Hot off the Press!!! An Activity about Steve Jobs

Steve Jobs before Apple became THE Apple

I have an adult conversation class every Tuesday and Thursday. They’re very advanced speakers, most having had lived abroad in English-speaking countries, many already have proficiency certificates. We meet these two times a week to chat in English, about various topics so that they can maintain their English fluency. There isn’t a syllabus. They prefer not to have homework, no writing tasks. So we mostly focus on actual conversation, with the eventual work with vocabulary and student-emergent language work (meaning me going unplugged whenever I see a teaching moment, prompted by a sentence or comment by one of the students). When that happens, sometimes I bring the language in a more structured way the following class, sometimes I work with it immediately, using the board or coming up with ideas on the spot.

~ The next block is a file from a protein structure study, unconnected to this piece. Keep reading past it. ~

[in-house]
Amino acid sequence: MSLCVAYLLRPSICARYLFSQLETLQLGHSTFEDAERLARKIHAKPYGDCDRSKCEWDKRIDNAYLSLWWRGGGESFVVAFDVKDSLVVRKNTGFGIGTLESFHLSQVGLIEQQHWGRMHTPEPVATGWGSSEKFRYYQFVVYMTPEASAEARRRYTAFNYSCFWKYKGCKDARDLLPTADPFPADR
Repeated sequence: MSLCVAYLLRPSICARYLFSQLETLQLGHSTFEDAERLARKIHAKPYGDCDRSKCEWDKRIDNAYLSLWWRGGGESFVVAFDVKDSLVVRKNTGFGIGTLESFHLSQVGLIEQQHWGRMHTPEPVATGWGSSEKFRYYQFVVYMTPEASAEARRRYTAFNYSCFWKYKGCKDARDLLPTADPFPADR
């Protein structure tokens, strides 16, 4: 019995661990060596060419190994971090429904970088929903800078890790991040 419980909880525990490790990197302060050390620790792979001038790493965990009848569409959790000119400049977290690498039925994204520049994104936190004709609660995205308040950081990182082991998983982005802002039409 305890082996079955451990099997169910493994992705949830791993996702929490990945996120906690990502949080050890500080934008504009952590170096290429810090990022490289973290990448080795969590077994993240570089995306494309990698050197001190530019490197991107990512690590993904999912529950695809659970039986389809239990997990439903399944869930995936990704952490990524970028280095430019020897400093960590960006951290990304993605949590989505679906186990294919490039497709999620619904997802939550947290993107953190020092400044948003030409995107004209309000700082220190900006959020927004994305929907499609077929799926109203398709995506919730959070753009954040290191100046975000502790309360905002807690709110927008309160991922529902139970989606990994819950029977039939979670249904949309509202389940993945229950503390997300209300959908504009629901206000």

With this group I very often use a text (taken – and sometimes adapted) from a newspaper or news website from an English-speaking country, and I love to use things that are hot off the press. So after hearing the sad news about Steve Jobs passing away, I came up with this worksheet. It’s very basic: some vocabulary work, the reading and some discussion questions. I will probably not limit myself to the questions I wrote on the worksheet. I usually guide the discussions on a student/conversation-emergent basis – depending on how and where the discussion goes.

To begin the class I will have the image of an apple projected on the board, and ask learners to say the first thing that comes to mind. I expect at least one of them will mention the company and Steve Jobs. I’ll see how much conversation I can draw from there (let them share what they know/think about the company and its founder). then I’ll give them the worksheet and go with the flow ;-)

It’s nothing special. But I thought it was worth sharing, so here it is.

TALKAEN Steve Jobs SHARE

If you have any other ideas, use this activity in any way, I’d love to hear how it went and which adaptations/changes/extra activities you did :-)

Getting to know a PLN star… an interview with Shelly Terrell